ORLANDO, FLA. — Tupperware Corp. needs to improve relations with material suppliers, manufacturing experts and designers to keep its new-product heart beating, said Rick Goings, chairman and chief executive officer. "If you've got something that's leading-edge, even if it's not proven, let's get together and look at it," Goings told members of the Society of Plastics Engineers in an April 10 speech at Antec in Orlando.
Tupperware sells through 1 million people who demonstrate the products in home parties. That means the Orlando-based housewares maker moves quickly. Goings cited the new FridgeSmart refrigerator produce bins as an example.
"Because we have a million-person sales force, we have launched this product all over the world in less than a year," he said.
Tupperware, which worked with food researchers at the University of Florida, claims FridgeSmart doubles the useful life of produce. Special air vents allow consumers to regulate the amount of carbon dioxide that escapes and the amount of oxygen that goes inside.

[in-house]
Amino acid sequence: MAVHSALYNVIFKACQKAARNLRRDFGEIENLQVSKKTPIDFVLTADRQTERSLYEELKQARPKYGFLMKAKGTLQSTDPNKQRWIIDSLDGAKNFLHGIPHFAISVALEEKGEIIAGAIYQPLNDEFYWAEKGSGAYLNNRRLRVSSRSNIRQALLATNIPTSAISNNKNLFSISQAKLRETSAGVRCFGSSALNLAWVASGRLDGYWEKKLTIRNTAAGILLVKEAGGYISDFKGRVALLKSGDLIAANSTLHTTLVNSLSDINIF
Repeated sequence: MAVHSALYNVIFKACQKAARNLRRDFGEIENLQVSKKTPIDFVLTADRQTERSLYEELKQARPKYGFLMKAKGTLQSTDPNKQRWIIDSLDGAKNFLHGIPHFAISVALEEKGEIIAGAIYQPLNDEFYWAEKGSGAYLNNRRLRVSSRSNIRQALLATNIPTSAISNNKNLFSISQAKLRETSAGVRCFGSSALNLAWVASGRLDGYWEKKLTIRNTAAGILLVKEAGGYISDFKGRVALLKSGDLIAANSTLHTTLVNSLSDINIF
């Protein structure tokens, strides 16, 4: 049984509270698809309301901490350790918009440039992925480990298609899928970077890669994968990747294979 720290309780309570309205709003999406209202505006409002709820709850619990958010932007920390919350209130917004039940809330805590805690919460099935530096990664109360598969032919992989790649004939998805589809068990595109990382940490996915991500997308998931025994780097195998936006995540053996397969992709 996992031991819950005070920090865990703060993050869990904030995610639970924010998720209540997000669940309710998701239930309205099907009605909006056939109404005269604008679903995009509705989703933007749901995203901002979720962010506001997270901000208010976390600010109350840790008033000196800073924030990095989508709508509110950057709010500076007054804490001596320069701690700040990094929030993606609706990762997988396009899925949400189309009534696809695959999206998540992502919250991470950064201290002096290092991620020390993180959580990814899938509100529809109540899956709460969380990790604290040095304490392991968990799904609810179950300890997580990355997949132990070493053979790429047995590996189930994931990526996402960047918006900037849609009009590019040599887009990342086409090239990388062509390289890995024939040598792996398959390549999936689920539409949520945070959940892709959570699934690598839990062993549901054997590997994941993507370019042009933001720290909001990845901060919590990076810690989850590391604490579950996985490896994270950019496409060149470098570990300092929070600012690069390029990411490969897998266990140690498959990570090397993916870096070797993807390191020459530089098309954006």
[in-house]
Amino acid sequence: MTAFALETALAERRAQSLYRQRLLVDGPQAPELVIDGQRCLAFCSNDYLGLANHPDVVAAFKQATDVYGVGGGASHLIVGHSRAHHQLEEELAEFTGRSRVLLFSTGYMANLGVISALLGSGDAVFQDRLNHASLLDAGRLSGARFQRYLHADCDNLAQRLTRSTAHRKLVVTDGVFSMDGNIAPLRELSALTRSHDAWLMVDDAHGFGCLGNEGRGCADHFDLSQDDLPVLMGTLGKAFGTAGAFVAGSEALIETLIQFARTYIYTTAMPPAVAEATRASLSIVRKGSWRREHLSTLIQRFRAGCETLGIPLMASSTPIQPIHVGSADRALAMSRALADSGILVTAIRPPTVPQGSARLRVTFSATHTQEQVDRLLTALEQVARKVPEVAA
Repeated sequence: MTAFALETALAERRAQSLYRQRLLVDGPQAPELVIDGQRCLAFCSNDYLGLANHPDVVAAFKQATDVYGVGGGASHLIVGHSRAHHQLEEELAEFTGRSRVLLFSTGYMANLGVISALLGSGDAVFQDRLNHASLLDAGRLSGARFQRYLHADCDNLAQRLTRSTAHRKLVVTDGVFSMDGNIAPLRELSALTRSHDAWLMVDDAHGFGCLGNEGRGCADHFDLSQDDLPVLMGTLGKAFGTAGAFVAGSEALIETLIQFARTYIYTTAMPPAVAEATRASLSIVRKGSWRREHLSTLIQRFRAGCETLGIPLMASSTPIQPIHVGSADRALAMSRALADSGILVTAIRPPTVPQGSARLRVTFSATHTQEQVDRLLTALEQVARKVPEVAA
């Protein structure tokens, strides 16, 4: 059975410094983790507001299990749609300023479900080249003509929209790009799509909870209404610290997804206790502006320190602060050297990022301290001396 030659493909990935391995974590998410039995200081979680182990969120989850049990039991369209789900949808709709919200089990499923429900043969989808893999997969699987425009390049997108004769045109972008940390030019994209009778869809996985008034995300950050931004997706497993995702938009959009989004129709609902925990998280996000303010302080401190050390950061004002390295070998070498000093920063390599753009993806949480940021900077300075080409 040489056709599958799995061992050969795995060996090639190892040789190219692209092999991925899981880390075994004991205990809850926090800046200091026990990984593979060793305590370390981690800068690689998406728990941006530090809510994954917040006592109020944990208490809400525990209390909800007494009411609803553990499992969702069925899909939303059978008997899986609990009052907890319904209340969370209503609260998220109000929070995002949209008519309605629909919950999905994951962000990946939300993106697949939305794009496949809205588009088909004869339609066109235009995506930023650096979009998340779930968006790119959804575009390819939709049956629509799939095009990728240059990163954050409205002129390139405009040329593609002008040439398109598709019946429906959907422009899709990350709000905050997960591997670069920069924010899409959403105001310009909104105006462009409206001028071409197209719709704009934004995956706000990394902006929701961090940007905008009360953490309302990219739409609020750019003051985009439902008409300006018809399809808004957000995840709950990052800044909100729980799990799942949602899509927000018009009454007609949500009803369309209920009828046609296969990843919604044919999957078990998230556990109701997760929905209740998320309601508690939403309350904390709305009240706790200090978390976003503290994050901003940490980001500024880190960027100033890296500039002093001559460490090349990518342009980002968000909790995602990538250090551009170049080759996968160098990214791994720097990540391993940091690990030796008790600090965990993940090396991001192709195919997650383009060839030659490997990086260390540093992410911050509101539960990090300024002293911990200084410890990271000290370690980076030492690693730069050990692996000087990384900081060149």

"What we learned was carrots, which are under the ground, don't give off much carbon dioxide and they don't need much oxygen. But as you get up to flowering things like broccoli — did you ever have broccoli stored for three or four days, then go smell it? Broccoli can last two weeks in one of these containers," Going said.
Goings outlined other new products. A dial on a line of freezer containers shows how long the food will stay good. An insulated serving dish has become a hit in Latin American regions where refrigeration is unreliable. Muffins in fun shapes pop out of a plastic baking mold, and the mold doesn't get hot.
What do buyers want next?
"Younger consumers today want a lot of pop, a lot of excitement," he said. "So new materials are doing this. New marbleizing and metallic effects. Glow-in-the-dark materials. Materials that change with light and heat."